may be in scattered physical locations, but the Internet provides an opportunity to link up with like-minded people and to reinforce and condone those behaviors and maybe lead to action. But she also acknowledged that the Internet has provided extensive opportunities in terms of promoting alternatives and providing youth different forms of relationships and ways to have relationships.

Youth Factors

Several workshop speakers suggested that age can play a role in the contagion of violence. Dr. Dubow cited that the youngest children within his studies have been the most impressionable in terms of the exposure to violence. Additionally, evidence shows that exposure to ethnopolitical violence adversely affects a child’s emotional security toward his or her community, which in turn leads to more externalizing behaviors such as aggression and attention disorders (Cummings et al., 2010, 2011). Dr. Gould noted that suicide clusters occur primarily among teenagers and young adults in the United States. She commented that one of the hypotheses for the youth factor is that neurocognitive functioning in adolescence is not fully developed. Youth decision making and impulsivity might be one reason why young people may be more susceptible to transmissions through media reporting and other peer and social networks.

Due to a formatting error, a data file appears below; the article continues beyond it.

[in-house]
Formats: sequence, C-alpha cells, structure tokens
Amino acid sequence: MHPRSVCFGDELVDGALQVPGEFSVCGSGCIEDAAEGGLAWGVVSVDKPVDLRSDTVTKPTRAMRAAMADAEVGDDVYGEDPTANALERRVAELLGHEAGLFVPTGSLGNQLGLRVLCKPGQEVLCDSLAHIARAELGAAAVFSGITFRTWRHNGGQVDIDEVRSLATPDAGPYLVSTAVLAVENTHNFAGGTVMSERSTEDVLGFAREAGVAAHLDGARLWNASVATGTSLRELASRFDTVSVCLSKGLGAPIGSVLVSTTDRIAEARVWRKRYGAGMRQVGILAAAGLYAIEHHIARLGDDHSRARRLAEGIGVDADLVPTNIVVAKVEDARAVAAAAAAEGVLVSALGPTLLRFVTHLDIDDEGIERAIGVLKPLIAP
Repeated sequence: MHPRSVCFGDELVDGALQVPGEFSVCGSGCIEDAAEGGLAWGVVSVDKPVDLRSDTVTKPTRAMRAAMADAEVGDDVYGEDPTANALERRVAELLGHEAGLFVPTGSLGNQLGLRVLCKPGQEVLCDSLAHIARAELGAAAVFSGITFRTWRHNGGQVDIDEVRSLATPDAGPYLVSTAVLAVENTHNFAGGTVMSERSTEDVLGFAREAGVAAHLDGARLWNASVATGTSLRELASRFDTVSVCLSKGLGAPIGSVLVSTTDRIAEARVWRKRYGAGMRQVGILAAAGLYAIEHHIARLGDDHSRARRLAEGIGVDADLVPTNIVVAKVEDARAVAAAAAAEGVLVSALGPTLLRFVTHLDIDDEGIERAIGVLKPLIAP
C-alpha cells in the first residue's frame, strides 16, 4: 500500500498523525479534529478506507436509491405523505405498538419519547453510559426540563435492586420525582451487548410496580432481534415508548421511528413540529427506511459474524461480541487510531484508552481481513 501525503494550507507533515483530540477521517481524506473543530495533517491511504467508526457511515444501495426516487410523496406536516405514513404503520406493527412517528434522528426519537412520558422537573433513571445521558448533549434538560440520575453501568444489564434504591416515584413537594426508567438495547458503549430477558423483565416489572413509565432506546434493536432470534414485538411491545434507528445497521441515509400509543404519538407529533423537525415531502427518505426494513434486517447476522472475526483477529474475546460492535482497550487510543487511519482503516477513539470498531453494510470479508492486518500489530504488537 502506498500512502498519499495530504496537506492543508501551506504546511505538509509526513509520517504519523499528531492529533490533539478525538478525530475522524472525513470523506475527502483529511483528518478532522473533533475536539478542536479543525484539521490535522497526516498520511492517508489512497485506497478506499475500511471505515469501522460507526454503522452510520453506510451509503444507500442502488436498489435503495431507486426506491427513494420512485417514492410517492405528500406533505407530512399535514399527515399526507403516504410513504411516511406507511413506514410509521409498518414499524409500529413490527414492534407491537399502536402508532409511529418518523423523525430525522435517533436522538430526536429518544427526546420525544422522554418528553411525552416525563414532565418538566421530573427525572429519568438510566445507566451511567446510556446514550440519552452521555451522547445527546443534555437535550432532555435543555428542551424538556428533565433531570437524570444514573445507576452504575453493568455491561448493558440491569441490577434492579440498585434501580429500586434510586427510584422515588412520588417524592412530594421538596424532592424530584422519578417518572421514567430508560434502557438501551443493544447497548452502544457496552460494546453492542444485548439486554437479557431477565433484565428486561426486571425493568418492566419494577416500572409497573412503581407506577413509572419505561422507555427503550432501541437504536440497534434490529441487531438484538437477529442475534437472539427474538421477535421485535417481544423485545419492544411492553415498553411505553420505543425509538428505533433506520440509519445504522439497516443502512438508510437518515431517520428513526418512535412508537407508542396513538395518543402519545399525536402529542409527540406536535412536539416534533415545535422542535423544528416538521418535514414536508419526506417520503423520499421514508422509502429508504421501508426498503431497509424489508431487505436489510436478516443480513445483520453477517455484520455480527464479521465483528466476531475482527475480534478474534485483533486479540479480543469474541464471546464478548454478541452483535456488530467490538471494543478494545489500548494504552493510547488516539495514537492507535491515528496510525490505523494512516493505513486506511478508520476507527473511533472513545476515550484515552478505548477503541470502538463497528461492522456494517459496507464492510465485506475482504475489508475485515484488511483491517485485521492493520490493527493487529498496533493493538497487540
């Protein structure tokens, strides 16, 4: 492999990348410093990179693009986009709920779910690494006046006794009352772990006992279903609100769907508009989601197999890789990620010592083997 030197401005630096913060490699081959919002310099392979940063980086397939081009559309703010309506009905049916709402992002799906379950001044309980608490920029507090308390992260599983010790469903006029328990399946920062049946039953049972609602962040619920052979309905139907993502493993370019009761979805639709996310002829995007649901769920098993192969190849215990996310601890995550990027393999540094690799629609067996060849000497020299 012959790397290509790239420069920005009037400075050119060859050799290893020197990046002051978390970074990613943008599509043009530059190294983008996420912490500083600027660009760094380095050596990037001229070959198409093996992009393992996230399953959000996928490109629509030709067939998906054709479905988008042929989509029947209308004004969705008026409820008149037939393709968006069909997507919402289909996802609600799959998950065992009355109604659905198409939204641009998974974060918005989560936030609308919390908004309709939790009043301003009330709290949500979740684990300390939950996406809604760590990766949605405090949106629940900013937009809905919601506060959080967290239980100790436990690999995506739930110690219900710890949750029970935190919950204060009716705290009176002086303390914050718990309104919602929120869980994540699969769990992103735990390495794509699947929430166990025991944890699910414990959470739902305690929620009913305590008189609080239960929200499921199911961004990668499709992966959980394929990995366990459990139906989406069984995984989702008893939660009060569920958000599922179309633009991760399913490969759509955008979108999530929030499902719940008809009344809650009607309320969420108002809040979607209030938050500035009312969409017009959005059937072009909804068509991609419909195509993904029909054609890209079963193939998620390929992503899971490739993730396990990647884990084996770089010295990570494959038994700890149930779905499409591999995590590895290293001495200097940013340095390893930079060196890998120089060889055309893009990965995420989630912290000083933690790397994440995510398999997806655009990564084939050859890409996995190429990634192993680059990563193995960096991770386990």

Socioeconomic Factors

Dr. Rosenberg noted that one of the increasing interests in global health and disease prevention is social and economic determinants, possibly even more so than physiological determinants of health. He suggested this is an area that holds great potential for contributing to the contagion of violence model. Dr. Slutkin commented that violence itself is a social and economic determinant of the other health issues and, arguably, could be the dominant social and economic determinant of health outcomes. Dr. Fagan added that the socioeconomic determinants that often are risk factors of violence are also risk factors for other adverse health outcomes.


The evidence supporting the contagion of violence within and across types of violence has implications for designing interventions to interrupt the contagion. Many speakers commented that, like other infectious diseases, a reduction in the spread of violence requires interventions that reduce susceptibility and devise new norms. Several speakers also noted that interventions designed to prevent the spread of one type of violence

The National Academies | 500 Fifth St. N.W. | Washington, D.C. 20001
Copyright © National Academy of Sciences. All rights reserved.
Terms of Use and Privacy Statement